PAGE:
# Convert a vector to hpr?

Sorry for asking about this. I tried to find the source code for this stuff to use as a reference, but Windows’ search proved very unhelpful for searching inside files.

Has anyone played EVE Online ever? I ask only because of their UI, and the fact it’s written in Python (or it used to be anyway?) Well, in EVE Online, you control your own starship, and to alter the direction your ship flies, you double click in 3D space and your ship will fly in that direction. I am modeling a similar gameplay style. I’ve used a CollisionRay with the camera get the 3d coordinates, and then multiplied the destination components by 1000000 to get an extremely far away point in space.

The trouble I am having now is this: I would like to convert these coordinates into yaw and pitch for my ship, but I am not sure how best to accomplish that. Any ideas?

It had occurred to me I could use lookAt() and then use getHpr(), but I would like this piece of code to be as efficient as possible.

What I want to do is take the desired Hpr, the ship’s current Hpr, and interpolate between them to gradually rotate the ship to the desired direction.

I’ve never played EVE Online so I’m not familiar with the exact interface you’re trying to implement, but there may be an easier way to get the effect you want: just map the mouse 2D position to heading and pitch.

although that won’t get you the best result, because you should have roll too. so to make it look better, set up the aircraft simulation model first; from there you should be able to control it by applying forces, which you can get from the direction vector, and which should then produce the rotations.

Probably it is necessary to try to use quaterninos for the direction setup by a vector and interpolate it.

from pandac.PandaModules import *
v1 = Vec3(0,10,0)
v2 = Vec3(0,10,10)
q1 = Quat(0.0,v1)
q2 = Quat(0.0,v2)
for i in xrange(10):
q3 = q1*((i+1)*0.1)+q2*(1-(i+1)*0.1)
print q3.getHpr()

Other way - Hpr Intervals panda3d.org/manual/index.php/P … _Intervals

I do play Eve, hanging out in Providence atm

I would do something different. I would use the hpr of the camera, compute the angle viewable with my camera view, then compute the angle difference of my mouseclick. Take the camera hpr, adjust by your mouseoffset factor, and tada!

small thing to add: if i remember correctly there was no rolling in EVE. Neither for the camera, nor for your ship. The ship only rolled as part of an animation when changing direction.

Beside collision detection, which is most probably the easiest way, you could actually also grab the cursor position every time you recieve a double-click event. Given that r=0, the other rotation angles would be something like this:

_/|    +---------+       h = camera.getH() + camera.getFov()
_/  |    |       * |           / win_width * clickGetX()
CAM <_   | => |         | =>
(hpr) \_ |    |         |       p = camera.getP() + camera.getFov()
\|    +---------+           / win_height * clickGetY()
(fov) (click position)

Probably not the most helpful answer, but I had fun drawing the diagram

we all know from star trek that spaceships are only rolled when in curves or when damaged, usually it crashes into a planet soon after. in some weird cases it can happen that a ship is upside-down, scientists say that this is related to singularities, causing unexplainable effects to space and time.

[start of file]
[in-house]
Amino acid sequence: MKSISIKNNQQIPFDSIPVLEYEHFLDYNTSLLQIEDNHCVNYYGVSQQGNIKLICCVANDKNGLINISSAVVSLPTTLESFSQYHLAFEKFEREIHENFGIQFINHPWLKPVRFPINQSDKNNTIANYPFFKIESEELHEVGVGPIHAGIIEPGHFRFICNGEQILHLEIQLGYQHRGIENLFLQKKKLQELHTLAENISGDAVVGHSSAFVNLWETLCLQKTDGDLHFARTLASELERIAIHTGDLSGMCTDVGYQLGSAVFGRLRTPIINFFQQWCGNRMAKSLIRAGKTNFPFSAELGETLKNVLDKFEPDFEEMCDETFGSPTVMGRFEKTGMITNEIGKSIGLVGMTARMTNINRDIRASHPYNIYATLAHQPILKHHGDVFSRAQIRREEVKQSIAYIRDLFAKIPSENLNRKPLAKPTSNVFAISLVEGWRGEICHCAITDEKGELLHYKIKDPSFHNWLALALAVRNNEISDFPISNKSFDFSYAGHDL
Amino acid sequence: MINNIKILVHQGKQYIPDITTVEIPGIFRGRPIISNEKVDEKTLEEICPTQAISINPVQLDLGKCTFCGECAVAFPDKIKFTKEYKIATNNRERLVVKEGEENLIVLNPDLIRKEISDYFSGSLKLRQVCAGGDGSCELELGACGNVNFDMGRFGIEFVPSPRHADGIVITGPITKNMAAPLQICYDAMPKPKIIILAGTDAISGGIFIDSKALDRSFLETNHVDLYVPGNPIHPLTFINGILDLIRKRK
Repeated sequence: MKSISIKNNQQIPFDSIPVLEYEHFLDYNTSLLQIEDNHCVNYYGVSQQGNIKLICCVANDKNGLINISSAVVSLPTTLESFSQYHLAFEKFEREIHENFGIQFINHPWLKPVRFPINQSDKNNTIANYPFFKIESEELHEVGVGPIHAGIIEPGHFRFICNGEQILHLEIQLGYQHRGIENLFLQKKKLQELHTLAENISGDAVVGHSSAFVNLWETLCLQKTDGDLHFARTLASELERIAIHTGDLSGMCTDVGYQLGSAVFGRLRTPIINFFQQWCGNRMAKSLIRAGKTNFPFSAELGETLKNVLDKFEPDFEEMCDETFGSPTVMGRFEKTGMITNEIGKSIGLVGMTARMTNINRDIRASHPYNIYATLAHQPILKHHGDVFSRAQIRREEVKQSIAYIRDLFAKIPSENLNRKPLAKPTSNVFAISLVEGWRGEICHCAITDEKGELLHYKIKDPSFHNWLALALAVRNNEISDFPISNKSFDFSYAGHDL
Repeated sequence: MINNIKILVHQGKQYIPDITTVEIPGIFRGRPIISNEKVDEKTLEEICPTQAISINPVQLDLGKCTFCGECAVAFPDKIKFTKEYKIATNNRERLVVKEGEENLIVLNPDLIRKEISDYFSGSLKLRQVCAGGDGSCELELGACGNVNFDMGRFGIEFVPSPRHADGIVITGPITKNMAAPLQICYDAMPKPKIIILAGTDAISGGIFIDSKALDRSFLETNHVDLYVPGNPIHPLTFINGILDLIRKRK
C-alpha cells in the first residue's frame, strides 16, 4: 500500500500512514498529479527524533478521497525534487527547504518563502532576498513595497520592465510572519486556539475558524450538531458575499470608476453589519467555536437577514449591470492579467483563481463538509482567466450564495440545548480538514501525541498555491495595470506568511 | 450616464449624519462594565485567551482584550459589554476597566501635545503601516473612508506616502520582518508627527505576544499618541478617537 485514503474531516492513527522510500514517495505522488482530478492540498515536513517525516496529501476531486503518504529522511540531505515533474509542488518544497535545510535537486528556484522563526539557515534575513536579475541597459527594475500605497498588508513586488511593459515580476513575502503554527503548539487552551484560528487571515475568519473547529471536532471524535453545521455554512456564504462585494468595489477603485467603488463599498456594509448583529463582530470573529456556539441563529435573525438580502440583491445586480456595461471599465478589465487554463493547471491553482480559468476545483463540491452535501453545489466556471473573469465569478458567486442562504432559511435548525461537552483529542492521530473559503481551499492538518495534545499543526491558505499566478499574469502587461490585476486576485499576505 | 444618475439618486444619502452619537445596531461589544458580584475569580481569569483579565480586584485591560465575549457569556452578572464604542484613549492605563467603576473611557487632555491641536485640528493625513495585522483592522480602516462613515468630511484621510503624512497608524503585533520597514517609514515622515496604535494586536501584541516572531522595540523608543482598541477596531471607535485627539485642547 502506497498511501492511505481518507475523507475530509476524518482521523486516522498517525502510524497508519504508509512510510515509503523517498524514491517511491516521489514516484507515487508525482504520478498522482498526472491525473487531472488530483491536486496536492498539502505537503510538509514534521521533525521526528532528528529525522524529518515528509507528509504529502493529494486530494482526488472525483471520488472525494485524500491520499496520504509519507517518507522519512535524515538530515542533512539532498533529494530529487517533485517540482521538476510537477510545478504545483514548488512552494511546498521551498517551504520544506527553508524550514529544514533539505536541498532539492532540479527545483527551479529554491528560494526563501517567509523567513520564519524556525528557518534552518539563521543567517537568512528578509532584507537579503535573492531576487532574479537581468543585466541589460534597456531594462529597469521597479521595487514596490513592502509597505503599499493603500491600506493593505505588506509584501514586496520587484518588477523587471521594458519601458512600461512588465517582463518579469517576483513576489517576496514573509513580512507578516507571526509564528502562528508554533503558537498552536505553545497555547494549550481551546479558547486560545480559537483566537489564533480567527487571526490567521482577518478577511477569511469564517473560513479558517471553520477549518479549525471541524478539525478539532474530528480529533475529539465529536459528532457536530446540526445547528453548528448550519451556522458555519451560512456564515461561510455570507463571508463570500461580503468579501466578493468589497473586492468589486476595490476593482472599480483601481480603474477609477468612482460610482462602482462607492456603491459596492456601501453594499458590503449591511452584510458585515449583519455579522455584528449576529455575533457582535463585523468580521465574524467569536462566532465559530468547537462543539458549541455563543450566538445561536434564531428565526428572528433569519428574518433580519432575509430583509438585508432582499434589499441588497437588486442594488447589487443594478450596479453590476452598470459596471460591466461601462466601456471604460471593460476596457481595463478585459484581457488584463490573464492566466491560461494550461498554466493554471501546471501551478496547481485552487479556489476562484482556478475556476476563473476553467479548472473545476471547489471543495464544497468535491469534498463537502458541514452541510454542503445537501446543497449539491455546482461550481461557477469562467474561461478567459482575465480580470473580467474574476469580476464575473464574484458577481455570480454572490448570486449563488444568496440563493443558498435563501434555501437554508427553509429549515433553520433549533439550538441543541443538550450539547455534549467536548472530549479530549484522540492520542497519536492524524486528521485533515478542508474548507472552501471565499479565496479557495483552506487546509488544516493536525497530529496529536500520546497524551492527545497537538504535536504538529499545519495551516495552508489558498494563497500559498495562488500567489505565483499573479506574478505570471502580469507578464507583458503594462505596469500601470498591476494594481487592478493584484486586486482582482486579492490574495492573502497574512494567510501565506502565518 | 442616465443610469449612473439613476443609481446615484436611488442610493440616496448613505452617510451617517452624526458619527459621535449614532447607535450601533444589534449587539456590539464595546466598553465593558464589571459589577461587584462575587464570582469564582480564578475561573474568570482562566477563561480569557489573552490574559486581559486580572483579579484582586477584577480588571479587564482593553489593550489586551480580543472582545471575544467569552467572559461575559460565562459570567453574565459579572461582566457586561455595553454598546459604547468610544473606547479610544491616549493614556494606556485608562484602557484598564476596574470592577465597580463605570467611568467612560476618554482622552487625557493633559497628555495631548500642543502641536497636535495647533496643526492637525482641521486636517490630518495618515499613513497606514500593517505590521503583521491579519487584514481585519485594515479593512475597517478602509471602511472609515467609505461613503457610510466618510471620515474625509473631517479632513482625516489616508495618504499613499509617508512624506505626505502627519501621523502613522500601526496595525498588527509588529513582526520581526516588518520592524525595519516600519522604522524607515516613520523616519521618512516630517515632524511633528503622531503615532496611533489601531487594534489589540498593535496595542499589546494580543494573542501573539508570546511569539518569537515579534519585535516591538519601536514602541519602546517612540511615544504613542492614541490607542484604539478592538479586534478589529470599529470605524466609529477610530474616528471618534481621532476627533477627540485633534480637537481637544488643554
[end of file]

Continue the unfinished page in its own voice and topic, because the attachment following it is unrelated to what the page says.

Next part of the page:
To keep bandwidth down ships in EVE only have a vector of movement and position, no other rotational attributes. When your ship is standing still it is just a point in space not facing any direction at all, as far as the simulation is concerned. The graphics engine creates the illusion that your ship is facing someplace based on its movement vector. This is why you sometimes see ships warp in sideways when it enters your grid, because the model was set to a 0,0,0 orientation and the graphics engine says “oops, got to rotate it!”

For the record,

This is a perfectly acceptable and efficient way to solve the problem you describe in the OP. In fact, it would be the way I’d recommend solving it.

David

Well it does not fly in that direction .(A proud EVE player since 2006)
I quit a few months ago so cant really check all that i will write below but this is how i remember it.

1.If you target an object in eve and click align to then your ship will turn and fly towards that object.
So nodepath.lookAt(target) should be your best friend like drwr said.

1. If you double click on and object, same should happen. Still nodepath.lookAt(target) is your best friend.

3.Now if you double-click in empty space then no lookat mechanics are used as it would be unwise to use them as you have no target point to turn towards, instead a roughly average distance is used(lets say 10km, a good scram range) for turning your ship. So it happens like you would have a big plane 10km away from you and your mouse cursor is projected on to that plane, now to awoid all these unnecessary calculations
it a lot wise to use your mouses x,y and apply them to your ships H,P,R with the roughly average distance in mind.

In order to check whats the average distance(AD from now on) the guys from eve use you can do this.
Find a target, check its distance and now double click as close as possible to that target(but just outside the small rectangle that appears when you mouse over it). Now if your ship overturned the target, that means the AD is less than the targets range, if it under turned then the AD is further than the targets range. Repeat this with a target that has either a smaller or bigger distance till you get the rough idea what eves AD is.

My personal advice, it’s one of the shittiest ways to navigate a ship in empty space that i have ever seen, do it better.